Gregory Alan Isakov

Born in Johannesburg, South Africa, and calling Colorado home, Gregory Alan Isakov has been traveling all his life. Songs that hone a masterful quality beyond his years tell a story of miles and landscapes, and the search for a sense of place.

Music has been a stabilizing and constant force. "I've always had this sense about music and writing that I sort of have to do it. Like I'll implode without it. I probably wouldn't do it if I felt any other way."

His song-craft lends to the deepest lyrical masterpieces, with hints of his influences, Leonard Cohen and Bruce Springsteen. He has been described as "strong, subtle, a lyrical genius," but the source of his writing often remains a mystery to him. "My songs have nothing to do with me; they have a life of their own. A lot of times I won't know what a song is about when I'm writing it. It just has a certain feeling about it."

Isakov has played numerous music festivals and venues across the U.S., Canada, and Europe. When he is not on the road or writing, he is usually in his garden. A degree in horticulture might seem contradictory to a life spent in motion, but Isakov finds balance in the quiet concentration of the work, creating roots that keep him connected to home.

His new album, The Weatherman, was recorded mostly in solitude outside the quiet mountain town of Nederland, Colorado over the course of a year and a half. "I wanted to make something that felt genuine. We recorded everything with analogue gear and mixed it on tape, which gives the songs a raw and vulnerable feeling."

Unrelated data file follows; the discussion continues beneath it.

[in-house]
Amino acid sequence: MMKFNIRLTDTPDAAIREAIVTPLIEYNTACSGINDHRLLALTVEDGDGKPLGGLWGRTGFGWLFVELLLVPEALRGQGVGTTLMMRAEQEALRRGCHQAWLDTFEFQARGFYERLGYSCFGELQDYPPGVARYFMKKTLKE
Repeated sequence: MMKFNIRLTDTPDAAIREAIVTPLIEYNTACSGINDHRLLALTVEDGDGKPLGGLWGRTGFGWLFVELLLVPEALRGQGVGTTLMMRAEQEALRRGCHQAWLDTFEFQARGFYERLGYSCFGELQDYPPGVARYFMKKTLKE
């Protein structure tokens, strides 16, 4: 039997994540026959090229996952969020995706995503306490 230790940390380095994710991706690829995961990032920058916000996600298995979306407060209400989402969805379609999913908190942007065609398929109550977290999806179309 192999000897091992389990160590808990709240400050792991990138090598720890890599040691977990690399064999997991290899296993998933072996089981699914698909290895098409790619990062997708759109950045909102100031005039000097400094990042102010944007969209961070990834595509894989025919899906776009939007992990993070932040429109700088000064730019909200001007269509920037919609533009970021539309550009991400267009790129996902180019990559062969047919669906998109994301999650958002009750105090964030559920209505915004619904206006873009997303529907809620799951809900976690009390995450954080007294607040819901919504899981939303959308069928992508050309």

The title Isakov chose for the record reflects the nature of his external surroundings as much as his inner experiences. References to the weather are a reoccurring theme in Isakov's writing, but there is a deeper meaning behind the name.

"To me, the idea of a weatherman is really powerful. There's a guy on television or on the radio telling us the future, and nobody cares. It's this daily mundane miracle, and I think the songs I chose are about noticing the beauty in normal, everyday life."

Rachel Ries

​Rachel Ries crafts sly and compassionate songs for the crooked hearted. With an electric guitar, clear voice and steady hand, she pulls the listener into her world of city grit, country dirt, and her open-eyed search for redemption and reason. Her songs are fine-tuned delicacy with a snarl and disarming candor and, while South Dakota will always be home, Rachel is now splitting her time between rural Vermont and Brooklyn. Proudly carrying the torch of her love for the domestic arts, Rachel’s homemade preserves and hand stitched notebooks can often be found at shows, nestled amid the 180 gram vinyl, cds and t-shirts.
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Rachel is currently promoting Ghost of a Gardener, her first record in five years which Uncut calls a "Gorgeous gush of warm-blooded harmonies" and Maverick UK states is a "technicolor treasure in word and melody."

Since 2008's Country EP, a split 45" with Anaïs Mitchell released on Righteous Babe Records, Ries ("reese") has recorded and toured extensively with Mitchell, supporting Bon Iver and others. In addition to Mitchell, Rachel has recorded and collaborated with Jeremy Messersmith and Gregory Alan Isakov, who appears on Ghost. She​'s been granted a Chicago Arts award, worked in Chicago theatre, ​​​gone on four European tours, learned how to repair Wurlitzers and (kind of) play the drums.

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Gregory Alan Isakov with Rachel Ries

Tuesday, November 12 · Doors 8:00 PM / Show 8:30 PM at ArtsRiot

Off Sale